So, most people go to warm places in the winter. Not me, at least not this year! This year, I went to Best Friends Animal Sanctuary in Kanab, Utah to volunteer for a week with the animals.
Best Friends is an awesome place. It’s the largest animal sanctuary in the US. They have about 2000 critters there. There are all kinds – dogs, cats, horses, pigs, birds, goats, rabbits, even a mule! They also have a number of wild animals (mostly birds) that, for one reason or another can’t be released, so they have permanent homes in the excellent care of the folks in Wild Friends.
I was able to spend two days working in Wild Friends. I was told that this is unusual, since they can only accommodate one volunteer at a time there. But since it’s winter and most of the of the work is outdoors in the cold, they didn’t have much demand that week and I could get two days in. The people there were awesome. Haven was the caregiver that I worked with, but I also got to spend some time with his colleague Bobbi and the rehabbers, Carmen and Barbara. It was really interesting to compare notes on rehabbing – they tend to get very different critters than we do in the East.
So, while in Wild Friends, I met Frick and Frack (a pair of domestic Rouen Mix ducks), Georgie and Gracie (a pilgrim goose and a cranky Canada goose), Echo (a disabled red-tailed hawk), Storm (a Harris’s hawk that had been used for falconry her whole previous life), a number of Great Horned Owls, a lovely Barn Owl, a trio of peafowl, a pair of ravens and a slew of pigeons and domestic waterfowl. I still have the shin bruises from Gracie, who was quite adamant that she was not getting fed fast enough, thank you very much! I even got to feed a couple of domestic mink. They’re very cute. Much cuter than the coats they were raised to be a part of.
While working in Wild Friends, we were often shadowed by a flock of wild turkeys. A couple of the toms showed off their tail plumage – very impressive! Best of all, there was a mama mule deer (whom Haven calls Loki) with her yearling boy that followed us and checked us out. Haven said she rarely appears when he has anyone with him, so I felt honored when she stood about 8 feet away and checked me out quite thoroughly. They really are beautiful creatures – bigger than the white-tailed deer we have around here. And yes, their ears really do look like a mule’s. Or maybe mule ears look like mule deer’s ears.
I also spent a day in DogTown. I got to help train an older puppy in puppy pre-school. For puppies that have been sheltered their whole lives, things like doorbells, grocery carts, wheelchairs and even furniture can be a little stressful, so we helped to acclimate them to those things and a bunch more. I had a puppy named Nike, who was born without one of his front feet. He was to go to his forever home at the end of the week! Then I went to the opposite end of the age spectrum and walked about a dozen of the older dogs. So many sad stories, but the dogs have a good life. Some of them came from hoarders or fighting operations, but they’ve risen above their horrible pasts. Most will make excellent pets – if you’re thinking about adopting, please don’t discount the ones who had a tough start in life! They sometimes get a bad reputation, but they don’t deserve it.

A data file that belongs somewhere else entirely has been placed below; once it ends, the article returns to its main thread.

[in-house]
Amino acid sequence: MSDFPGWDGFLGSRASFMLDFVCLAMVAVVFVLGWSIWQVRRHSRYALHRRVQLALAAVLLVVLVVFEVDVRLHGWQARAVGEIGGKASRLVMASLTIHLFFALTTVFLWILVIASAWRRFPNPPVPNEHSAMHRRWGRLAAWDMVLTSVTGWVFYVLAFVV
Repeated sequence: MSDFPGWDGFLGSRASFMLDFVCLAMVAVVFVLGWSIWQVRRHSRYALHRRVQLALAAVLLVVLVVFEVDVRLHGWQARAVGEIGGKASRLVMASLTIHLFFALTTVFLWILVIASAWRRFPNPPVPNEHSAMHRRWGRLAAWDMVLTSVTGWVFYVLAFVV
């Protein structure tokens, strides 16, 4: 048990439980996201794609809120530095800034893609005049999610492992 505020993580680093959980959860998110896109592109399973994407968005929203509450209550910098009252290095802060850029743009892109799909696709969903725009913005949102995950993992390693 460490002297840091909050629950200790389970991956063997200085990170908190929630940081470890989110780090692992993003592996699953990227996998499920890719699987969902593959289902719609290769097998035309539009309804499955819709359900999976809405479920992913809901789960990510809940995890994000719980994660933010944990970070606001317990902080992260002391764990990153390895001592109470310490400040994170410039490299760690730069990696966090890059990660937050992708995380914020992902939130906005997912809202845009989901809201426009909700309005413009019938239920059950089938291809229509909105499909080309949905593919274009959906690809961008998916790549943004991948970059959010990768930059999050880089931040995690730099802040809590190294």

I also spent several shifts in Cat World, which will come as no surprise to those who know me. All the kitties are in big rooms, with access to outdoor rooms, too. They have more toys, cat trees and beds than you find at PetSmart! Lots of nooks and crannies to curl up in, shelves and rafters to climb on, and loads of friends to play with. Or spar with, depending on the mood.
Best Friends has this cool sleepover program, where you can take a dog or cat (or even a potbellied pig, if you’re so inclined!) with you for an overnight visit. I had 3 kitties come stay with me (I was in a cabin on BF property – very pet friendly). Cookie and Emma are two lovely torties who came for a visit together. Funnily, they acted the opposite of how they usually do in the shelter! Cookie was very outgoing in the shelter and Emma was very shy. I got them in my room and Emma made herself right at home and purred up a storm and poor Cookie was shy and reserved. It’s all good info for the caregivers to know how they might act when they’re adopted.
I also had a big orange and white boy named Sam come to visit. I’m in love. He’s one of the sweetest cats I’ve ever met. He was calm and confident. He jumped in my lap, tucked his head under my chin and purred and purred. When he’d had enough, he just moved off – none of that swatting that some cats do. I cried when I took him back. I wish I could’ve brought him home. If I didn’t have a two pet limit on my lease, for sure I’d have 3 cats now.
It really was a wonderful week. I worked really hard, froze, got filthy, broke every nail and loved every minute. The people who work there are wonderful and care so much about their charges. The animals were terrific and it was a privilege to meet them and help care for them. What more could I ask for?
And one more thing – please adopt your next pet! The love of a rescued pet can’t be matched.
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